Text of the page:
$out = $False
      }
    }
    else {
      Write-Error "failed to compile unattend configuration INI file."
      $out = $False
    }
  }
  return $out
}

Configure SQL Memory Limits

Note: build and test your SQL script first.  This example calls it “sql_memory.sql”.  Then executed it from PowerShell with something like the following:

function Config-SQLMemory {
  Write-Host "adjusting SQL Server memory limits..."
  $out = $True
  $SqlHost = Get-Setting "CMSiteServer"
  $SQLScript = "$ScriptPath\sql_memory.sql"
  $SQLlog = "$ScriptPath\sql_memory_change.txt"
  $SQLcmd = "-S $SqlHost -i $SQLScript -o $SQLlog"
  $proc = Start-Process "sqlcmd.exe" -ArgumentList $SQLcmd -NoNewWindow -PassThru
  $hand = $proc.handle
  $proc.WaitForExit()
  $exit = $proc.ExitCode
  if ($exit -eq 0) {
    Write-Host "memory settings have been adjusted."
  }
  else {
    Write-Error "failed with exit code: $exit"
    $out = $False
  }
  return $out
}

The SQL script should follow the recommended approach to allocating memory to SQL Server versus the OS and other resources.  The 80/20 rule is pretty common.  Again, refer to Kent’s blog post about this.

Install WSUS

function Install-WSUS {
  $out = $True
  if ((Get-WindowsFeature UpdateServices-DB | Select-Object -ExpandProperty InstallState) -eq 'InstallPending') {
    Write-Host "WSUS is already installed, but needs a restart."
  }
  elseif ((Get-WindowsFeature UpdateServices-DB | Select-Object -ExpandProperty InstallState) -eq 'Installed') {
    Write-Host "WSUS is already installed."
  }
  else {
    Write-Host "Installing WSUS role..."
    $AltSource = Get-Setting "AltWinSource"
    $WSUSFolder = Get-Setting "WSUSTarget"
    $ServerName = Get-Setting "CMSiteServer"
    if (Test-Path $AltSource) {
      Install-WindowsFeature UpdateServices-Services,UpdateServices-DB -IncludeAllSubFeature -IncludeManagementTools -Source $AltWinSource
    }
    else {
      Install-WindowsFeature UpdateServices-Services,UpdateServices-DB -IncludeAllSubFeature -IncludeManagementTools
    }
    if ((Get-WindowsFeature UpdateServices-DB | Select-Object -ExpandProperty InstallState) -eq 'Installed') {
      Write-Host "WSUS role installed successfully."
    }
    else {
      Write-Error "WSUS role installation failed."
      $out = $False
    }
  }
  return $out
}

Install MDT 2013 Update 2

function Install-MDT {
  $out = $True
  $RegPath = "HKLM:SOFTWARE\Microsoft\Windows\CurrentVersion\Uninstall\{F172B6C7-45DD-4C22-A5BF-1B2C084CADEF}"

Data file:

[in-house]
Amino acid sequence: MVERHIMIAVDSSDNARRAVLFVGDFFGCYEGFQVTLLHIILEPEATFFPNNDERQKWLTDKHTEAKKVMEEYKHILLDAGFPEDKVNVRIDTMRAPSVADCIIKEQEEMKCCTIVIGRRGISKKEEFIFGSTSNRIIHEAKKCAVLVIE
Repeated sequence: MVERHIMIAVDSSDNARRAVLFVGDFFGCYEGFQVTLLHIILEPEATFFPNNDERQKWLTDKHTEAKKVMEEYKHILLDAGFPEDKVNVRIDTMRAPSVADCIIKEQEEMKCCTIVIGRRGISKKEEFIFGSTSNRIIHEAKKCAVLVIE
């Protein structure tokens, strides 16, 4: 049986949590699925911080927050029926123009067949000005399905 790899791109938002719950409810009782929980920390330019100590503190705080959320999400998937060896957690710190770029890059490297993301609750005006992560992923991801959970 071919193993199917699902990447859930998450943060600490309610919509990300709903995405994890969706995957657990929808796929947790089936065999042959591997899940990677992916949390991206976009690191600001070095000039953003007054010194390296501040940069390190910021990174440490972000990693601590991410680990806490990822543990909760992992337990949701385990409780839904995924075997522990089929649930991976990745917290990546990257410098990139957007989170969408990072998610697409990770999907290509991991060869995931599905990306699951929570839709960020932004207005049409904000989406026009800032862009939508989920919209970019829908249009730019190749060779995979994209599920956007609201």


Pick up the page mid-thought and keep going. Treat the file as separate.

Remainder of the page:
if (Test-Path $RegPath) {
    Write-Host "MDT 2013 update 2 is already installed."
  }
  else {
    $MDTSource = (Get-Setting "MDTSource") + "\MicrosoftDeploymentToolkit2013_x64.msi"
    $MDTTarget = Get-Setting "MDTTarget"
    $MDTArgs = "/i `"$MDTSource`" INSTALLDIR=`"$TargetPath`" ALLUSERS=1 /qn /norestart"
    if (Test-Path $MDTSource) {
      $proc = Start-Process "msiexec.exe" -ArgumentList $MDTArgs -NoNewWindow -PassThru
      $hand = $proc.Handle
      $proc.WaitForExit()
      $exit = $proc.ExitCode
      if ($exit -eq 0) {
        Write-Host "MDT 2013 installation completed successfully."
      }
      else {
        Write-Error "Installation failed with exit code: $exit"
        $out = $False
      }
    }
    else {
      Write-Error "installation source files not found."
      $out = $False
    }
  }
  return $out
}

Extend the AD Schema

Note: this requires the script to be executed under the context of a user account which is a member of both Domain Admins and Schema Admins.  It is run from the soon-to-be SCCM site server, not on the domain controller.   The DC is identified in settings.xml as DCHostName.  The ExtDaSch.exe file is identified in settings.xml as ExtdaSchPath.  The script copies the extdasch.exe file to the C$ share on the specified DC and executes it remotely using PsExec.exe.

function Test-SchemaExtended {
  $SchPath = (Get-ADRootDSE).schemanamingContext
  $att = Get-ADObject -Filter * -searchbase $SchPath -Properties * | Where Name -eq "MS-SMS-Site-Code"
  if ($att) { 
    return $True 
  }
  else {
    return $False
  }
}

function Extend-ADSchema {
  if (Test-SchemaExtended) {
    Write-Host "schema has already been extended."
    $out = $True
  }
  else {
    Write-Host "schema has not been extended."
    if (Install-ADPowerShell) {
      $DCHostName = Get-Setting "DCHostName"
      $dcname = $DCHostName.Split('.')[0]
      $ExtSource = Get-Setting "ExtDaSchPath"
      if (!(Test-Path "\\$dcname\c$\extadsch.exe")) {
        Copy-Item -Path "$ExtSource" -Destination "\\$dcname\C$\Extadsch.exe"
      }
      if (!(Test-Path "\\$dcname\c$\extadsch.exe")) {
        Write-Error "file failed to copy."
        $out = $False
      }
      else {
        Write-Host "invoking: $ScriptPath\psexec.exe -accepteula \\$dcname c:\extdasch.exe"
        Start-Process "$ScriptPath\psexec.exe" -ArgumentList "\\$dcname c:\extadsch.exe -accepteula" -Wait
        $ExtLog = "\\$dcname\c$\extdasch.log"
        if (Test-Path $ExtLog) {
          $txtData = Get-Content -Path $ExtLog | Where {$_.Contains("Successfully extended")}
          if ($txtData -ne $null) {
            $out = $True 
          }
          else {
            $out = $False
          }
        }
        else {
          Write-Warning "output log was not found."
          Write-Warning "AD schema might not have been extended."
          $out = $False
        }
      }
    }
    else {